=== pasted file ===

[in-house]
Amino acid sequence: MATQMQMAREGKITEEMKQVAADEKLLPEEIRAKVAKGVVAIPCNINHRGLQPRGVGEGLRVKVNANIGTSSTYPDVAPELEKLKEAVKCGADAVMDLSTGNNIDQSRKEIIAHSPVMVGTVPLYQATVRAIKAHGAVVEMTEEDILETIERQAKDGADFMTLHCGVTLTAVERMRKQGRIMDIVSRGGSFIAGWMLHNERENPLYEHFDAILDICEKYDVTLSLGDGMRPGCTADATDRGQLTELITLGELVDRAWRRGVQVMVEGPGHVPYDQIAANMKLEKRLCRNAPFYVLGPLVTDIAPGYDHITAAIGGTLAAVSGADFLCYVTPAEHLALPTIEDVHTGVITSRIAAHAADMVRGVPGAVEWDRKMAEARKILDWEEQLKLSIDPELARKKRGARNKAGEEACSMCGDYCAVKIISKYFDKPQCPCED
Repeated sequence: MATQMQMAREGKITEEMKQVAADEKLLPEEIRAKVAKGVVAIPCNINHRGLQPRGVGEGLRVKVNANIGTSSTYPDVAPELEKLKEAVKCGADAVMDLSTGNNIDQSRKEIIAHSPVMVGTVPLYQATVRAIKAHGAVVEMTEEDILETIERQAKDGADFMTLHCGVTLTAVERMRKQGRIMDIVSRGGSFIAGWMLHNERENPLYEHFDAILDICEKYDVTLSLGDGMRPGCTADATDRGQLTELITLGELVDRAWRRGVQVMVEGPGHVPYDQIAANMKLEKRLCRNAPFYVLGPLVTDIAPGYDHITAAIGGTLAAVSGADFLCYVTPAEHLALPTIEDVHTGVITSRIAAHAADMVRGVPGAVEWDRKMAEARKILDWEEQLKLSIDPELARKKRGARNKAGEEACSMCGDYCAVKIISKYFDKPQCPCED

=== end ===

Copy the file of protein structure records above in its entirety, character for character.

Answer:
[in-house]
Amino acid sequence: MATQMQMAREGKITEEMKQVAADEKLLPEEIRAKVAKGVVAIPCNINHRGLQPRGVGEGLRVKVNANIGTSSTYPDVAPELEKLKEAVKCGADAVMDLSTGNNIDQSRKEIIAHSPVMVGTVPLYQATVRAIKAHGAVVEMTEEDILETIERQAKDGADFMTLHCGVTLTAVERMRKQGRIMDIVSRGGSFIAGWMLHNERENPLYEHFDAILDICEKYDVTLSLGDGMRPGCTADATDRGQLTELITLGELVDRAWRRGVQVMVEGPGHVPYDQIAANMKLEKRLCRNAPFYVLGPLVTDIAPGYDHITAAIGGTLAAVSGADFLCYVTPAEHLALPTIEDVHTGVITSRIAAHAADMVRGVPGAVEWDRKMAEARKILDWEEQLKLSIDPELARKKRGARNKAGEEACSMCGDYCAVKIISKYFDKPQCPCED
Repeated sequence: MATQMQMAREGKITEEMKQVAADEKLLPEEIRAKVAKGVVAIPCNINHRGLQPRGVGEGLRVKVNANIGTSSTYPDVAPELEKLKEAVKCGADAVMDLSTGNNIDQSRKEIIAHSPVMVGTVPLYQATVRAIKAHGAVVEMTEEDILETIERQAKDGADFMTLHCGVTLTAVERMRKQGRIMDIVSRGGSFIAGWMLHNERENPLYEHFDAILDICEKYDVTLSLGDGMRPGCTADATDRGQLTELITLGELVDRAWRRGVQVMVEGPGHVPYDQIAANMKLEKRLCRNAPFYVLGPLVTDIAPGYDHITAAIGGTLAAVSGADFLCYVTPAEHLALPTIEDVHTGVITSRIAAHAADMVRGVPGAVEWDRKMAEARKILDWEEQLKLSIDPELARKKRGARNKAGEEACSMCGDYCAVKIISKYFDKPQCPCED